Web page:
For the second year in a row, the Toyota Camry is the most American-made car on the road.

Toyota has been manufacturing parts and assembling vehicles in the United States since 1986, and since then its operations have grown to include 10 plants and nearly 25,000 full-time manufacturing jobs in the states.

Yet, even before Toyota Motor North America began to build vehicles domestically, it was taking advantage of American designing talent. Calty Design Research, Inc. opened in El Segundo, California in 1973 -- a tiny operation that allowed the Japanese automaker to dip its toe into American markets and test the waters.

"El Segundo wasn't a campus. It was one portion of a modest building in an industrial area," said Doris Kusumoto, Calty Financial Manager. "There were about six designers and 25 people total in support. Meanwhile, we would hear that domestic studios had 300 modelers and 100 designers. The manpower available meant Calty designers had to know more about the package and the architecture of the cars since we only had a couple of studio engineers. Early on, there was an underdog feeling at Calty which helped make working there feel like a team effort."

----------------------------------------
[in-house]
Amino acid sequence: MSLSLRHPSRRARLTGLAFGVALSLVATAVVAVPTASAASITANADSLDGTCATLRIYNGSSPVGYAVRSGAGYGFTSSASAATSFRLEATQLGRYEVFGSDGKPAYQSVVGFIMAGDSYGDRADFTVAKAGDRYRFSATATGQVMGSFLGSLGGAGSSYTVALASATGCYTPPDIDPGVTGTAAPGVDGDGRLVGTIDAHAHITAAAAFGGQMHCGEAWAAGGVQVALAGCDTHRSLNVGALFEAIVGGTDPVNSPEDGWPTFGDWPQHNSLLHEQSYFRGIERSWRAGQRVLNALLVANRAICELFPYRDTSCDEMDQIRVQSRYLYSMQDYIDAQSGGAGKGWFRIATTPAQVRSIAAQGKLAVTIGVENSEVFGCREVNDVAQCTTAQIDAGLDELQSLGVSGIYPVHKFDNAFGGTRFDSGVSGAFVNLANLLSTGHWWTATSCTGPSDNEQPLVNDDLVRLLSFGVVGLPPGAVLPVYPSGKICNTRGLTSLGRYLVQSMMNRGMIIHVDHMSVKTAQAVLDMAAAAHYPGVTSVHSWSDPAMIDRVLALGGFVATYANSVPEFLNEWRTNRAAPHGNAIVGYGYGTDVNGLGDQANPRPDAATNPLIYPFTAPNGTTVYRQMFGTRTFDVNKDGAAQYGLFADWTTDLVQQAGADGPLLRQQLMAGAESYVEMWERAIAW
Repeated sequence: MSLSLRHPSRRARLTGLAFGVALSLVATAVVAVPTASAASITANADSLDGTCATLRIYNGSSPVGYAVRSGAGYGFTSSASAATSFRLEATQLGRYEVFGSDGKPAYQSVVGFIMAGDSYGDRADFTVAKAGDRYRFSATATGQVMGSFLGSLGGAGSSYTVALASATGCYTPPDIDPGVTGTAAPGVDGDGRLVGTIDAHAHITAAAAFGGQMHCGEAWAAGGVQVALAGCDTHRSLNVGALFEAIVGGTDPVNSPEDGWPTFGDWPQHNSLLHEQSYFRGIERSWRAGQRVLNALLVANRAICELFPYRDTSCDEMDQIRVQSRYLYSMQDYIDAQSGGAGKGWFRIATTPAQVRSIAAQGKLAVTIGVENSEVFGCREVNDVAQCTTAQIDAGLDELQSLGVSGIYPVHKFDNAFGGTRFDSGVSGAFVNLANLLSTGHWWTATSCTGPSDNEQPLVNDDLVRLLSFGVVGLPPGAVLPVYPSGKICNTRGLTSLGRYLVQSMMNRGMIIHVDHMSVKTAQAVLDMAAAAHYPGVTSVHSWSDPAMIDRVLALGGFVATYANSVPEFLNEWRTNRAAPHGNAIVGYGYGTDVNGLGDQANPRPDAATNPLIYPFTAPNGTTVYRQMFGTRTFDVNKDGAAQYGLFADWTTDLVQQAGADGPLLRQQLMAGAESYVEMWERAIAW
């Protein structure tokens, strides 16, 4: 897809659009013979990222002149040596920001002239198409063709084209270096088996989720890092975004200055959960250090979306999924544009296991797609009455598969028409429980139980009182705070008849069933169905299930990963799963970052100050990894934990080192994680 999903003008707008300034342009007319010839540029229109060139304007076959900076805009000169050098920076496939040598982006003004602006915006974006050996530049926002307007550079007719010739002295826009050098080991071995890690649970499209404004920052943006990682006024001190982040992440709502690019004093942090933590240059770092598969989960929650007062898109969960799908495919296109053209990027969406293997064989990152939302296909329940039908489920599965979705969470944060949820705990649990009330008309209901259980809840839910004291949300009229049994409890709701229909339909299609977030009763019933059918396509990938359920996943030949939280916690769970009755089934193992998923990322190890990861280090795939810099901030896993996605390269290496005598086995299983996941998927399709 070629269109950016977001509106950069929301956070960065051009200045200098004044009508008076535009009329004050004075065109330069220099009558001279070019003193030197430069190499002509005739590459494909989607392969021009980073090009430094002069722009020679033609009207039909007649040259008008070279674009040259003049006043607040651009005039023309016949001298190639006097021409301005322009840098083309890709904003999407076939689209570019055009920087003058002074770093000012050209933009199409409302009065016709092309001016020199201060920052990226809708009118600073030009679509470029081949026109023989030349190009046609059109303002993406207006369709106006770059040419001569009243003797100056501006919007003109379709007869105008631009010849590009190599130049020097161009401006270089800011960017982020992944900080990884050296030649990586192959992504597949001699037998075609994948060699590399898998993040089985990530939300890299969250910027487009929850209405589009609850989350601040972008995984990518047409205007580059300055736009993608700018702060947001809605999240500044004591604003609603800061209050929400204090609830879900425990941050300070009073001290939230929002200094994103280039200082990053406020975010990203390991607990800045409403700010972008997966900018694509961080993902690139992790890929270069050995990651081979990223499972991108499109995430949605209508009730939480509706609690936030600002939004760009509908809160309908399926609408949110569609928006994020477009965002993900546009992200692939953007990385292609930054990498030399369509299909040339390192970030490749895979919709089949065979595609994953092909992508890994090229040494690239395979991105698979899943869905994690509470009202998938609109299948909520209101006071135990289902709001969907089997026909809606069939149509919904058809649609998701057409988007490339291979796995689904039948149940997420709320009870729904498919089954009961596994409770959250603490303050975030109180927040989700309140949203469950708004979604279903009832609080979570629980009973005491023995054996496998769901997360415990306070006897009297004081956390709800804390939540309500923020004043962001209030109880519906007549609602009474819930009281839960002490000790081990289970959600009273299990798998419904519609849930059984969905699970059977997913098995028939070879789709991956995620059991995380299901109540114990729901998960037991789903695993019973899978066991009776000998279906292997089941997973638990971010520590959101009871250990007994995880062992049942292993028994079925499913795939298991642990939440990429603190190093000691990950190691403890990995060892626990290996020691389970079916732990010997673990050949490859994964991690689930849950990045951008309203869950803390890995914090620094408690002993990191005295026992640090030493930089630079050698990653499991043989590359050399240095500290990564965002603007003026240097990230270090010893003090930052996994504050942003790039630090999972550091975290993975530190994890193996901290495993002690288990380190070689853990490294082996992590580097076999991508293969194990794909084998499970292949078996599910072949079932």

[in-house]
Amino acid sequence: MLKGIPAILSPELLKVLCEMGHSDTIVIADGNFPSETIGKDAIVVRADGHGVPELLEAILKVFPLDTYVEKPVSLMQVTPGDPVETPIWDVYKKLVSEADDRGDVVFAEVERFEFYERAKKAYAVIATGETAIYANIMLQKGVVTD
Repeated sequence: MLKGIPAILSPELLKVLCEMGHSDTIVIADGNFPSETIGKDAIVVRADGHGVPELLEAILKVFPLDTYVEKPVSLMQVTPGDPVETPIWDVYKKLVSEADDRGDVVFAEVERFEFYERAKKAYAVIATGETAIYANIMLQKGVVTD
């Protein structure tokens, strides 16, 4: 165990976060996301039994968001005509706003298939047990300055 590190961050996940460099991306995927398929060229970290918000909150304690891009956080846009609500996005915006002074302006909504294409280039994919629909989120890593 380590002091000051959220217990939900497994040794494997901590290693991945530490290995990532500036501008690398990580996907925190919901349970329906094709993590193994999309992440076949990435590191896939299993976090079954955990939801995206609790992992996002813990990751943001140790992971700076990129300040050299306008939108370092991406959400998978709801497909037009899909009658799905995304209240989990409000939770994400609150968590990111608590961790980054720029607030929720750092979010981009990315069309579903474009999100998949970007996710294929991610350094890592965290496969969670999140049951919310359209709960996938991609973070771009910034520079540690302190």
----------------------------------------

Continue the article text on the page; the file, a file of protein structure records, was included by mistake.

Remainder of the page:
Calty's designs are kept carefully under wraps today by taping over the cameras on visitor's phones. Things were even more hush-hush back in the 70's, according to Kusumoto. "Some locals thought we were a small manufacturing facility, or even selling t-shirts. Early on, it was so low profile, we were not allowed business cards."

Today, Calty employs hundreds of designers, and uses high-tech computer assisted design software to aid the process -- though traditional pen, paper, and clay are still used! It's new Ann Arbor campus is responsible for the designs of many of our most popular new Toyota vehicles, including the Tundra, Tacoma, and Sienna (which are also engineered in Michigan).

Visit Kings Toyota in Cincinnati, and find out what makes American design and manufacturing so bold, powerful, and dependable.

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